- Posted September 6th, 2010 at 19:24 EDT by Steven Williamson
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While there is certainly an argument for style over substance here, it is hard to see any fans of the genre being disappointed with Shank's enticing gameplay.
- The blend of old school gaming coupled with stunning art direction
- Well-paced and addictive hack 'n slash gameplay
- The simple to use, yet satisfying combat system
- The fact the characters and story have no appeal
- Repetition, even though we expected it
Shank is a lot of things. From a gameplay perspective it’s a traditional 2D side scrolling action game that is clearly influenced by the likes of 1980’s coin-op beat ‘em up Double Dragon. From a visual viewpoint, Shank sports an expressive art-style similar to a Spider Man or X-Men comic, but layers it with animation not dissimilar to an episode of Samurai Jack. The violence on the other hand is much more Kill Bill than Samurai Jack, with human enemies that gush with cartoon blood taking precedence over machines and oil. As an overall package then, Shank offers something quite unique and exciting.
On the other hand, Shank delivers a predictably weak storyline of love and revenge that revolves around the murder of your girlfriend. Inevitably, the game's main protagonist doesn't take too kindly to the death of his loved one and seeks to deliver justice to those involved. This is the perfect excuse for you to hack, slash and gun your way to finding the killers in a hyper-violent and aggressive journey jam-packed to the rafters with brutal slayings and the occasional bout of platform play. The brutal tale is told in an appealing art-style, but without the character building and big personalities it's hard to care about the main character, or form any opinion on the villains that he encounters. Nevertheless, like most games in the beat 'em up genre, Shank is primarily all about the gameplay.
Starting off with a pair of knives and dual pistols in hand, Shank, who also comes equipped with rippling muscles and Rambo-style red bandana, is controlled via a simple three button combat system that combines heavy and light attacks. There’s an old school simplicity to the set-up and as the game progresses you get access to bigger and better weapons, including the chainsaw and skin-slashing katana. The move set also increases, giving you access to two grapple moves that give you more freedom to rack up combos and creatively cause carnage and blood shed.
Combat works very well, battles flow nicely and blood is shed in bucketloads. And, throughout the three to four hour main campaign, you'll have had a good time causing carnage...that much is guaranteed. You can switch intuitively between weapons and you'll find yourself having to weigh up their strengths and weakness against the various characters that you face, depending on the weapons that they also brandish and how they fight. As a result, combat is stylish, frenetic and challenging.
Though you can play through some of the game by just mashing your buttons, there is some depth to the combat, as you chain together light and heavy blows in combination with grapple moves. The challenge of beating enemies really comes in two varieties. Sometimes you'll be overwhelmed with numbers and have to pull off quick moves to get yourself out of a situation and other times it will be the change of enemy type that catches you off guard. Ranged enemies that stand back and pick you off complement those who get in close to take a chunk out of you. As you progress enemies will block and dodge more effectively and really make you work for the kill. The pace of the game is superbly measured and rarely drops in pace culminating in some manic battles and enjoyable boss fights.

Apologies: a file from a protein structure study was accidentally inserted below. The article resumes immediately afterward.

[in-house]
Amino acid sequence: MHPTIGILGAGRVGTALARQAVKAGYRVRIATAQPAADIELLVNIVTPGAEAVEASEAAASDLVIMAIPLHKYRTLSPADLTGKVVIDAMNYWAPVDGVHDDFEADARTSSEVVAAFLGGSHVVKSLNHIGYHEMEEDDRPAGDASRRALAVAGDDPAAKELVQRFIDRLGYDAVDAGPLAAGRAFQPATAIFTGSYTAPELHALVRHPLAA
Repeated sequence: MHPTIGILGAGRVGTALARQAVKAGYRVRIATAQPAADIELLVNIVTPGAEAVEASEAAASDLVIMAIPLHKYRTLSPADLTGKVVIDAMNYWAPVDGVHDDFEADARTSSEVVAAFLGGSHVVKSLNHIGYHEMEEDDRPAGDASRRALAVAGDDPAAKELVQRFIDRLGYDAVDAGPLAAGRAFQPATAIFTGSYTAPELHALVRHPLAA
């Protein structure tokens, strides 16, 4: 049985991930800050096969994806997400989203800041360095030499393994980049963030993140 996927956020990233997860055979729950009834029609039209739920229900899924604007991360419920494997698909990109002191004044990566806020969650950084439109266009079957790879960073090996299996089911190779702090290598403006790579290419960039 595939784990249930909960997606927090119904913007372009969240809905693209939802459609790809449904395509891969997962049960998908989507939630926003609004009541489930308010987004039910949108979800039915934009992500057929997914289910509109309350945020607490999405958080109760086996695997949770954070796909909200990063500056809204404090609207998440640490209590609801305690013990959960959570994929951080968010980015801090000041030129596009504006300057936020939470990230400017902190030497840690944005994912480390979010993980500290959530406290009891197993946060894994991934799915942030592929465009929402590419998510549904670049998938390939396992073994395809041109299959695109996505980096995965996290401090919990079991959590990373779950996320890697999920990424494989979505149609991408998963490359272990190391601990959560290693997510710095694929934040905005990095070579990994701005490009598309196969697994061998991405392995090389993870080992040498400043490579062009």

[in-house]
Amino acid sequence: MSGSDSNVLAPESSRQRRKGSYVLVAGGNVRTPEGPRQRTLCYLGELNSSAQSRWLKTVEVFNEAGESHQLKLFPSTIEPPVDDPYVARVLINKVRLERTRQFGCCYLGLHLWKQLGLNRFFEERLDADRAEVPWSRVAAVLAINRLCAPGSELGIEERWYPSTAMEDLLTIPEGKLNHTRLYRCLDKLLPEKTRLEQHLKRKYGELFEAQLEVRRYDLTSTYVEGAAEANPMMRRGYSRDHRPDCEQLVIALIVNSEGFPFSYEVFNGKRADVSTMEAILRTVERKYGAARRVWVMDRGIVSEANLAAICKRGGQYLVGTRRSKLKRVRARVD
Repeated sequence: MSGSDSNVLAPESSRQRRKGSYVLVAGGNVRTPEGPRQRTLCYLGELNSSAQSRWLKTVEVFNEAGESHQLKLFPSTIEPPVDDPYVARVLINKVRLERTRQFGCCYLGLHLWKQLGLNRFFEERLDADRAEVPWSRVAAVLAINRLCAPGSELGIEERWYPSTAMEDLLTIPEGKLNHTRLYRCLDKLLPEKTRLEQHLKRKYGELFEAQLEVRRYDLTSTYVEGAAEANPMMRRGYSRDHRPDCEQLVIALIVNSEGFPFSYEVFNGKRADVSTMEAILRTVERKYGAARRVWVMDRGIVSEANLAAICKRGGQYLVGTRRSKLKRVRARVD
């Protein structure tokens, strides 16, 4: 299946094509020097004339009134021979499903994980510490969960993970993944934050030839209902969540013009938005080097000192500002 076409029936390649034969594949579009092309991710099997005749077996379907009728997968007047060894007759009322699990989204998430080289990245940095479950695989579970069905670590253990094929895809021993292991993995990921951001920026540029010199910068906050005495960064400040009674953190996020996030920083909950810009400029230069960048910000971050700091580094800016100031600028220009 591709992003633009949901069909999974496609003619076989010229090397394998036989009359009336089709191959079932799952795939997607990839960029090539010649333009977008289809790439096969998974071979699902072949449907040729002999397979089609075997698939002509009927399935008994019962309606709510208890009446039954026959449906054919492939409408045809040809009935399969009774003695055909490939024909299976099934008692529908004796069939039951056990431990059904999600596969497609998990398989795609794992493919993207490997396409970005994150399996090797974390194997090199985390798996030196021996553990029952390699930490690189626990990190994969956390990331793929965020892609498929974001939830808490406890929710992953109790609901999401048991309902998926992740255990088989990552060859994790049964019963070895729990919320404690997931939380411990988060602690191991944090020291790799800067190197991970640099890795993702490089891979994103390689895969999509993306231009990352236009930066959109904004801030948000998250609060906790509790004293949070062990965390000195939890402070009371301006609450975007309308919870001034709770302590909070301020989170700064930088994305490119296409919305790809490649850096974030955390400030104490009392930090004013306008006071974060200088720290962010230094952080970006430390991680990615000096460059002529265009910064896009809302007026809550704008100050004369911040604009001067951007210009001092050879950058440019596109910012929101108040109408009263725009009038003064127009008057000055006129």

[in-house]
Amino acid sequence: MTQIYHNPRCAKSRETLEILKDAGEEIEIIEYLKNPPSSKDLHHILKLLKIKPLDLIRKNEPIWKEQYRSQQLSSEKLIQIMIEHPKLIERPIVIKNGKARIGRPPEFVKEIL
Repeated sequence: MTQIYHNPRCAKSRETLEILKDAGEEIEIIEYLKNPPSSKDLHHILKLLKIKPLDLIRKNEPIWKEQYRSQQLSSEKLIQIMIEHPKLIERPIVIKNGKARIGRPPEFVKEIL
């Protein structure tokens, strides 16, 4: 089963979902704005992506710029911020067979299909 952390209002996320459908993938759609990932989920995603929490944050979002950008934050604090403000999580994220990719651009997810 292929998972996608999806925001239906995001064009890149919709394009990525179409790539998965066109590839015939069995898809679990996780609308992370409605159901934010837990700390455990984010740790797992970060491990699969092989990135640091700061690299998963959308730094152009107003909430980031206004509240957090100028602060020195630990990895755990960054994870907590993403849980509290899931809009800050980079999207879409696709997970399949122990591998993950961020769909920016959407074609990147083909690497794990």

Due to the restrictions of using a 2D plane, Shank does inevitably suffer from bouts of repetitive gameplay that you'd associate with the beat 'em up genre. You're always attacked from either from your left or right, and although characters can also jump and grapple, you'll see the same animations repeat. When you take into account the overall package, however, repetition is rarely a huge issue. Levels are detailed and varied enough to keep things looking interesting, and the impressive art direction helps create a backdrop that sustains interest. Meanwhile, the Tarantino-esque soundtrack pounds away as you slash through the hordes, providing a hypnotic beat that fits nicely alongside the action.
Away from the main campaign, Shank delivers replay value through local co-op gameplay. This is a short campaign designed specifically for two players with levels and bosses specifically designed for co-op play. Though online co-op would have been very welcome, it's good to see a feature that hasn't just been tacked-on, but offers a prologue to the main campaign and gives you the opportunity to stand back to back to face enemies, pull of team attacks and work together to take on some tough battles.
Shank certainly attempts to gain some fans by being a little over the top in terms of violence and language, but it's done in such a funny way that it's hard to take seriously. While the gameplay doesn’t quite match the quality of the art direction, combat is addictive and, just like a beat 'em up should do, it has instant pick up and play appeal and an old school simplicity that's hard to resist. There's certainly an argument for style over substance here, but it's hard to see any fans of the genre being disappointed with Shank's enticing gameplay.----